Some small steps can go a long way towards ensuring that the aforementioned objectives are achieved with minimum risk. Water and sewerage tariff collection can be bundled together with robust and regular revenue stream like the Property Tax so as to improve collection efficiency. Since expenditure on fixed assets is independent of the number of connections, economically efficient utilization of the assets demands maximizing the coverage. Lowering connection charges and permitting payments in installments coupled with rationalization of procedures, will help more people access these services. Removing public taps, except in exceptional cases, and disconnecting ground water sources, will also incentivize household water connections.
Aggressive public awareness campaigns on the benefits of taking a sewerage connection, by highlighting the possibility of eliminating clogged, unhygienic and mosquito breeding open drains, can be very effective in ensuring universal coverage of sewerage. Once the sewerage line is laid, households could be penalized for letting out their waste water into the storm water drains. Other steps like re-laying roads only after everyone takes connections, and selectively invoking penal public health provisions can also incentivize universal coverage. The success of these measures requires the active participation of all local stakeholders like Residents Welfare Associations and people’s representatives.
Providing continuous water supply and installing water meters can substantially reduce the Non Revenue Water and lower the O&M costs, and thereby improve the project finances.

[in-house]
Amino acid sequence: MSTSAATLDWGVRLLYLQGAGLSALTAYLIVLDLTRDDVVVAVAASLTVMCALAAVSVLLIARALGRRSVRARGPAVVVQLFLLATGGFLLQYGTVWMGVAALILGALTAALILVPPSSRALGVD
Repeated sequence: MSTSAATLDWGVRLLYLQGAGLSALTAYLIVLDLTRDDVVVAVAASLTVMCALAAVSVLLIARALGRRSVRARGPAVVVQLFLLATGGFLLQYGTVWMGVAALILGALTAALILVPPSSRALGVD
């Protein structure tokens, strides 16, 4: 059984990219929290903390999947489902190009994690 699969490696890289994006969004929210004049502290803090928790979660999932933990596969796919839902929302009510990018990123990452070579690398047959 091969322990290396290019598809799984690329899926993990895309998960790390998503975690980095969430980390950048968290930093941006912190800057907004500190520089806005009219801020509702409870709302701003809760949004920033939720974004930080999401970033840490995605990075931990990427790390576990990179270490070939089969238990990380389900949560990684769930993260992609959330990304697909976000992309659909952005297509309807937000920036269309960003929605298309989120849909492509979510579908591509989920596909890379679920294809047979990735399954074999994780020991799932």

Appropriate measures to insulate tarrifs and other revenue streams from political interference or decisions based on such considerations will certainly assist in reassuring investors. Construction risks, arising from delays in obtaining clearances, taking possession of site, finalizing tenders, removing encroachments and other unforeseen contingencies results in time spill overs and cost over-runs. This can be avoided by handing over in advance the possession of work site, appointing professional Project Management Consultants, achieving financial closure before starting work, and expediting Government level clearances. Another alternative is for the Government or its agencies to assume the entire construction risk.
Fortunately, thanks to external and internal compulsions, all the aforementioned desirables are already under implementation in many ULBs, albeit at varying pace. With the JNNURM providing 50-70% of the project cost for the over-Rs 25,000 Cr worth water and sewerage projects sanctioned, there is a great opportunity for cities to leverage private capital to finance all their water and sewerage investments.